Extracts all subhypercubes from an n-dimensional hypercube.
The magic hypercube whose subhypercubes are computed
Returns a list, each element of which is a subhypercube of
Note that major diagonals are also returned (as n-by-1 arrays).
The names of the list are the extracted subhypercubes. Consider
a <- magichypercube.4n(1,d=4) (so n=4) and if
jj. The name of
"n-i+1,i,i,"; its value is a square matrix. The
jj may be recovered by
with i=1...n (NB: that is,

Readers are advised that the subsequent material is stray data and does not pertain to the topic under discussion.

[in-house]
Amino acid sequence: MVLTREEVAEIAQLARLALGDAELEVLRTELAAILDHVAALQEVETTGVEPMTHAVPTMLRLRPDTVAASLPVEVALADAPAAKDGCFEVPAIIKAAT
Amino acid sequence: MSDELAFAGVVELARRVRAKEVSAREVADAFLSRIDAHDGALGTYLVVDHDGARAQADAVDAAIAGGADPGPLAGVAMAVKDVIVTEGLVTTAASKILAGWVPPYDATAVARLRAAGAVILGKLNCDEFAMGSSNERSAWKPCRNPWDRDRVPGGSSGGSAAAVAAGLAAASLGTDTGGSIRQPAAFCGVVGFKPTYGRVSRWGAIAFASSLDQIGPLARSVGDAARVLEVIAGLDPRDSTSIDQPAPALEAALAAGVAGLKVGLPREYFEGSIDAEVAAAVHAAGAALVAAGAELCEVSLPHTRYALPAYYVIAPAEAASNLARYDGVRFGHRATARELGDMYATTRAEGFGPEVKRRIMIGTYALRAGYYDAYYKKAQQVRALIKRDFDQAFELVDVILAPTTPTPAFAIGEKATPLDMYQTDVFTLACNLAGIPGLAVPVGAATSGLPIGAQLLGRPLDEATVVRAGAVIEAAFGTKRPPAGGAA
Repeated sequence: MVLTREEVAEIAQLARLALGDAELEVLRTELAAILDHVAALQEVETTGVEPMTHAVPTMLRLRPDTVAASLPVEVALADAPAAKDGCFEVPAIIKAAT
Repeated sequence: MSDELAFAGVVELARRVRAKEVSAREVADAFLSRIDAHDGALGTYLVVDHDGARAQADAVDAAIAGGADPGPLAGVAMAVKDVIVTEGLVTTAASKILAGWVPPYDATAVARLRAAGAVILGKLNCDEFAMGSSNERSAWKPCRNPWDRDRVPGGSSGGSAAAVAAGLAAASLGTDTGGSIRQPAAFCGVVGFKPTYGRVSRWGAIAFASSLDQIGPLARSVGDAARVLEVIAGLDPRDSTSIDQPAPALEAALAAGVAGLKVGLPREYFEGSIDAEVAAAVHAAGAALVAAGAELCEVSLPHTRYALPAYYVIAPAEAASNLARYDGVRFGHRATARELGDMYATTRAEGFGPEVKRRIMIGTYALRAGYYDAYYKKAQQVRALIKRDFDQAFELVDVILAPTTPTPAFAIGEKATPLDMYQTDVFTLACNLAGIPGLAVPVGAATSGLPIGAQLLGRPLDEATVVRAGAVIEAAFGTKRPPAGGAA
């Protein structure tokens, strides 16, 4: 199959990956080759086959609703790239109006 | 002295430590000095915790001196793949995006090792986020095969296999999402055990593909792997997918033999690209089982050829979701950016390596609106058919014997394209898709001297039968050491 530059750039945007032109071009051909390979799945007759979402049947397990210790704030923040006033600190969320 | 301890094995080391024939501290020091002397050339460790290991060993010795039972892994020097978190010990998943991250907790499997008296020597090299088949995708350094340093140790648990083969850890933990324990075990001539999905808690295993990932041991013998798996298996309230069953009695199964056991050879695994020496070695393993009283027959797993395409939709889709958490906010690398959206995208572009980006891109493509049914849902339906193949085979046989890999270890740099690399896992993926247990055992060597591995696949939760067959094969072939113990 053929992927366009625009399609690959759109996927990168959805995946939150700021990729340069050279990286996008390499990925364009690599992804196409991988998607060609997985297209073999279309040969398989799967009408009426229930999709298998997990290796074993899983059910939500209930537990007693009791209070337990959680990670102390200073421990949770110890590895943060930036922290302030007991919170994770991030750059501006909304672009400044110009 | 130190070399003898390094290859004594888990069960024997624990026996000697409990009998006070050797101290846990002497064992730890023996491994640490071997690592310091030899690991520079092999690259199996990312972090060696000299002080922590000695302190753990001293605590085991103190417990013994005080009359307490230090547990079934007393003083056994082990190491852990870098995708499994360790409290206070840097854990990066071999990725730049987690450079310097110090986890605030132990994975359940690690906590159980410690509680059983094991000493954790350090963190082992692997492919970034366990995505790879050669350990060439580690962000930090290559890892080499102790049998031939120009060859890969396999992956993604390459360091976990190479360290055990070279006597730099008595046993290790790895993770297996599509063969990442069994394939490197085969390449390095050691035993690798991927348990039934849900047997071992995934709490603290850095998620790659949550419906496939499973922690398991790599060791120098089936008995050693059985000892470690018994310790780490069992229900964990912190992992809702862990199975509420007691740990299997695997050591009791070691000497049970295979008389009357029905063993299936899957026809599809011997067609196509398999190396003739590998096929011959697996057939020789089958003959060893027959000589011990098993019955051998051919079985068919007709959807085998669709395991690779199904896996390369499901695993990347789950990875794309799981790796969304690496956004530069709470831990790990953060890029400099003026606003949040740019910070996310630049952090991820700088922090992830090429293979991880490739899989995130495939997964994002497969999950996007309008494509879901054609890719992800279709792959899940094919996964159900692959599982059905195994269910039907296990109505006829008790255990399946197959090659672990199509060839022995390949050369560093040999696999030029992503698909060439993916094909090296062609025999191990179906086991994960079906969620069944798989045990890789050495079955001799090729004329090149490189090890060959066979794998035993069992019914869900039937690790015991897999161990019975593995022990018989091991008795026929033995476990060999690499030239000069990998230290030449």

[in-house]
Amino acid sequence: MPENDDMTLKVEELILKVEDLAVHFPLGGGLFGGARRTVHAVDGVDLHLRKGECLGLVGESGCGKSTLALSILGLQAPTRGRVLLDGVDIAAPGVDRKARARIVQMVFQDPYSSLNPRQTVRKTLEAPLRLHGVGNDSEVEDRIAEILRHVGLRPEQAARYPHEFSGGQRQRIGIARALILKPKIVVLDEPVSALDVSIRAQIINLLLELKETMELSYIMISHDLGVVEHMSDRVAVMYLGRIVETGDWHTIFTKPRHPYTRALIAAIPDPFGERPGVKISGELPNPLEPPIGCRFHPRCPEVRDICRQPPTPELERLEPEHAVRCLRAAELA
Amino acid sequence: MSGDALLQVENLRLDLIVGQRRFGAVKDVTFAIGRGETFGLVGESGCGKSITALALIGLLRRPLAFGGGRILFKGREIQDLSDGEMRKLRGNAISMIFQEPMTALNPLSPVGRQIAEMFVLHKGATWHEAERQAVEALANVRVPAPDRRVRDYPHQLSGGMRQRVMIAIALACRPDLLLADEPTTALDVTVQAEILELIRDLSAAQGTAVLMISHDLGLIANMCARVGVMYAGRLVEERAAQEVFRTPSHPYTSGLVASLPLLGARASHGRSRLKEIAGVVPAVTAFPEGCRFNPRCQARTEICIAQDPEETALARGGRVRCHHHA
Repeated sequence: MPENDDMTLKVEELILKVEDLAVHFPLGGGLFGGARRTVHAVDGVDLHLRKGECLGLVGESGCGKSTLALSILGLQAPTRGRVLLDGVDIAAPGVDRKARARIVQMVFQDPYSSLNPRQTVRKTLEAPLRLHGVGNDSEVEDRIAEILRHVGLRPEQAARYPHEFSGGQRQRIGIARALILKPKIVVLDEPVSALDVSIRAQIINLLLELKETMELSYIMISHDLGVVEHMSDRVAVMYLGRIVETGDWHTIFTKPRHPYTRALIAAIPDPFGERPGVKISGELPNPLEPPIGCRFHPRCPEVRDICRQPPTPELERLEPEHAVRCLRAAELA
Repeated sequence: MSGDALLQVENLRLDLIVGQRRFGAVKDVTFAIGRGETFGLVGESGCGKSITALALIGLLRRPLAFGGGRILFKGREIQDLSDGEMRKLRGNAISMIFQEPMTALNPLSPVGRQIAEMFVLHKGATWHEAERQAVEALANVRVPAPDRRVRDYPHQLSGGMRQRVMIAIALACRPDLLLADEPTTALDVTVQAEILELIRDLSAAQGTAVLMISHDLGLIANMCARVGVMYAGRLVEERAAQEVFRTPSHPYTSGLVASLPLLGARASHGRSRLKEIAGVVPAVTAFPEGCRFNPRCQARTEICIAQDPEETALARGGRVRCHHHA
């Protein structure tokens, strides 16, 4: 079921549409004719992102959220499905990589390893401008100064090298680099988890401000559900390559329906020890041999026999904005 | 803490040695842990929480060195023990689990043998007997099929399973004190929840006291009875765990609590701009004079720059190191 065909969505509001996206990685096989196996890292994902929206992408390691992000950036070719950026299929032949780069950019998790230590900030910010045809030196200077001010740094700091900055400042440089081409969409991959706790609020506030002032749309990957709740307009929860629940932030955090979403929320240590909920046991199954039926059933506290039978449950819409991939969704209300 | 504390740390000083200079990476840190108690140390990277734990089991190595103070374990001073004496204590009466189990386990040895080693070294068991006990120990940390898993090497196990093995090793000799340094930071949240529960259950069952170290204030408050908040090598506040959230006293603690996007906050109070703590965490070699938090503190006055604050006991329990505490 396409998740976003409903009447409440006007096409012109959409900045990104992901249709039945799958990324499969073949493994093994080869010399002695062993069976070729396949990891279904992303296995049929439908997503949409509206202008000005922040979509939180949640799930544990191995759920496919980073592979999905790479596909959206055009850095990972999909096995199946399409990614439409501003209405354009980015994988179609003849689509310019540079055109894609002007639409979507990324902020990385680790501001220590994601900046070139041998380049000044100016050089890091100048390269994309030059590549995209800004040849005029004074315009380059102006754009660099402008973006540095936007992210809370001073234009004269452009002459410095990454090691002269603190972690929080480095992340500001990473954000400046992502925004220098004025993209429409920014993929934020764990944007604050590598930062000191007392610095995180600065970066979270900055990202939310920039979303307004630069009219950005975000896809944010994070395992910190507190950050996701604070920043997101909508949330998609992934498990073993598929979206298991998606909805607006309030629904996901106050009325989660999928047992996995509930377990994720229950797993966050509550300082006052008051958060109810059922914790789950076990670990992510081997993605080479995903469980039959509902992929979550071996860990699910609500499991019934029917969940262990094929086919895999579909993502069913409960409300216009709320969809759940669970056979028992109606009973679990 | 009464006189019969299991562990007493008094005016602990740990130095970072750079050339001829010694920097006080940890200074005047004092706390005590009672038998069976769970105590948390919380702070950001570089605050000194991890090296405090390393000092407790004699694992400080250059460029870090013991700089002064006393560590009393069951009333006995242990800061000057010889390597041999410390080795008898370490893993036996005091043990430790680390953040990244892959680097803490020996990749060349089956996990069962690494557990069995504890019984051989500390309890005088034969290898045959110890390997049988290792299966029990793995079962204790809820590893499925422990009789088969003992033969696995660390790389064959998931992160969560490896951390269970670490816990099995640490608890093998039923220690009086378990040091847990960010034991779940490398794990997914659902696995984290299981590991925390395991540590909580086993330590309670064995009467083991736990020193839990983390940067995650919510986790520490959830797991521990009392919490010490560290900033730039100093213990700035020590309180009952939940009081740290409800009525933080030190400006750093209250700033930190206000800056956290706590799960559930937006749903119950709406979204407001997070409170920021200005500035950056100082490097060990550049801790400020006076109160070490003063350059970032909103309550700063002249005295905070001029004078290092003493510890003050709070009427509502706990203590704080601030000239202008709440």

a[n-2+1,2,2,], a[n-3+1,3,3,], a[n-4+1,4,4,]) where
The list does not include the whole array.
This function is a dog's dinner. It's complicated, convoluted,
and needs an absurd use of the
construction. Basically it sucks big time.
BUT... I cannot for the life of me see a better way that gives the same results, without loops, on hypercubes of arbitrary dimension.
On my 256MB Linuxbox,
allsubhypercubes() cannot cope with
d as high as 5, for
n=4. Heigh ho.
The term “subhypercube” does not include diagonally oriented
is.magichypercube. But it does here.
Robin K. S. Hankin
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